The series looking at the essays in Brian Stableford’s Opening Minds: Essays on Fantastic Fiction continues.
Review: “William Wilson’s Prospectus for Science-Fiction, 1851“, Brian Stableford, 1975.
Stableford’s William Wilson is not Edgar Allan Poe’s hero of the same name, and most of this article is capsulated now under the “William Wilson“ entry in The Encyclopedia of Science Fiction.
William Wilson was the first person to use the phrase “Science-Fiction” in his 1851 book about poetry, A Little Ernest Book Upon a Great Old Subject.
Wilson thought the findings of science could breathe something fresh and vital into literature:
. . . “Fiction in Poetry is not the reverse of truth, but her soft and enchanting resemblance.” Now this applies to Science-Fiction, in which the revealed truths of Science may be given, interwoven with a pleasing story which may itself be poetical and true — thus circulating a knowledge of the Poetry of Science, clothed in a garb of the Poetry of Life.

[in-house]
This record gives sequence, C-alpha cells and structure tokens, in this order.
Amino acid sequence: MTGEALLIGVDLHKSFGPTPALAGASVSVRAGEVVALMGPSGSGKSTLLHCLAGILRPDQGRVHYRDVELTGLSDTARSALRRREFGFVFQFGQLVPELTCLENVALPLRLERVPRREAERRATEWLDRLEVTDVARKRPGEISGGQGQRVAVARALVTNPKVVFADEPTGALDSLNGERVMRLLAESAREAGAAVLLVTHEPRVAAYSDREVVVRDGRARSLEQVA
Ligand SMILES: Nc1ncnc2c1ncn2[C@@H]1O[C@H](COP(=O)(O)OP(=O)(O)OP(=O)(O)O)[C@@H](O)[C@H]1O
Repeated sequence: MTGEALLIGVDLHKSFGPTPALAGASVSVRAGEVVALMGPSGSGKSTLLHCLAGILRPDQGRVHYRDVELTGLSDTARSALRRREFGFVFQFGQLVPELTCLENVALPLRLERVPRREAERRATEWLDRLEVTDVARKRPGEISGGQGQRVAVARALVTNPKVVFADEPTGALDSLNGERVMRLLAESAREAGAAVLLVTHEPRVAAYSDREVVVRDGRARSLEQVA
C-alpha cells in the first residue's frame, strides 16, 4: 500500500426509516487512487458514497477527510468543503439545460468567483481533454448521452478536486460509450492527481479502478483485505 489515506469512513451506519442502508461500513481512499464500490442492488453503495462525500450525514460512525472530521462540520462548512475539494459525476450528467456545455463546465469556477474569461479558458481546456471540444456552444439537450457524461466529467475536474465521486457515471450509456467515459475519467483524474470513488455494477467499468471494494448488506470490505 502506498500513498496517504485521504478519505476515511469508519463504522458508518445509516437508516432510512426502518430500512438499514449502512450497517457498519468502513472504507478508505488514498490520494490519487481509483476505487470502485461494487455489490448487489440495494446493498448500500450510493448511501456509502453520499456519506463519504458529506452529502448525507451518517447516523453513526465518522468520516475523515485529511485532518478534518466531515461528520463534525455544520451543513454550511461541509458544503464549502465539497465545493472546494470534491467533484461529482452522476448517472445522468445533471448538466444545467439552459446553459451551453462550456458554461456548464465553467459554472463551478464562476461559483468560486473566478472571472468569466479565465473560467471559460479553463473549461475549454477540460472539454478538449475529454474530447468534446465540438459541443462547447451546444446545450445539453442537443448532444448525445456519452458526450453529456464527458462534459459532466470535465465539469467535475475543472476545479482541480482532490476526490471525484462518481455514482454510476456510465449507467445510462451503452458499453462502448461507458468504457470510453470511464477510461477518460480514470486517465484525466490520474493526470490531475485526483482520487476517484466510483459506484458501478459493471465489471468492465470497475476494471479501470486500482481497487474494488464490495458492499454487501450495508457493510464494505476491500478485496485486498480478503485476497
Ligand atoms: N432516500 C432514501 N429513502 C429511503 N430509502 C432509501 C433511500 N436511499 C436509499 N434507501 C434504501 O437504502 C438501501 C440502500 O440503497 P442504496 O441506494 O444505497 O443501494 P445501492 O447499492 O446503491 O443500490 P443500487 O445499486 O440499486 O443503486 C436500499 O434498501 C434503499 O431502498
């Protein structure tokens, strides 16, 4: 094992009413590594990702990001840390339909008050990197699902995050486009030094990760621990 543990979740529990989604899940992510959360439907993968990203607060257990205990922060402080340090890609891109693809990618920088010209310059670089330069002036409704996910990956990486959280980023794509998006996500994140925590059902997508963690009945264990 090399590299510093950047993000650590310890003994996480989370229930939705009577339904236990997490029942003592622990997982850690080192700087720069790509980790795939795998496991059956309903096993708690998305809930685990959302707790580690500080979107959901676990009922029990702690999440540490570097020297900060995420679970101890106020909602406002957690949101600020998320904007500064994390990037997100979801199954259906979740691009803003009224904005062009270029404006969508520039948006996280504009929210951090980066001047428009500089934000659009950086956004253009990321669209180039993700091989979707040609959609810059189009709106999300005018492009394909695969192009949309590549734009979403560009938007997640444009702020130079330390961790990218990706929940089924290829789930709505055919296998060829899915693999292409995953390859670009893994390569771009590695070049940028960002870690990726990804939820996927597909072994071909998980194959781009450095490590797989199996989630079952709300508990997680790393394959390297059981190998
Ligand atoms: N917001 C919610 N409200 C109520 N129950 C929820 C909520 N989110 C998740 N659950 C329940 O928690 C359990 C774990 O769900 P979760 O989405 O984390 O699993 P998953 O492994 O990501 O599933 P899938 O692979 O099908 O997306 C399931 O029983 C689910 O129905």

Yes, as Stableford writes, it does sound a lot like Hugo Gernsback’s declaration, in the first issue of Amazing Stories, that the fiction in his magazine would promote scientific understanding
with a charming romance intermingled with scientific fact and prophetic vision”, that its fiction would be a “garb in which to make ‘the revelations of a reasoning imagination’ more attractive. Continue reading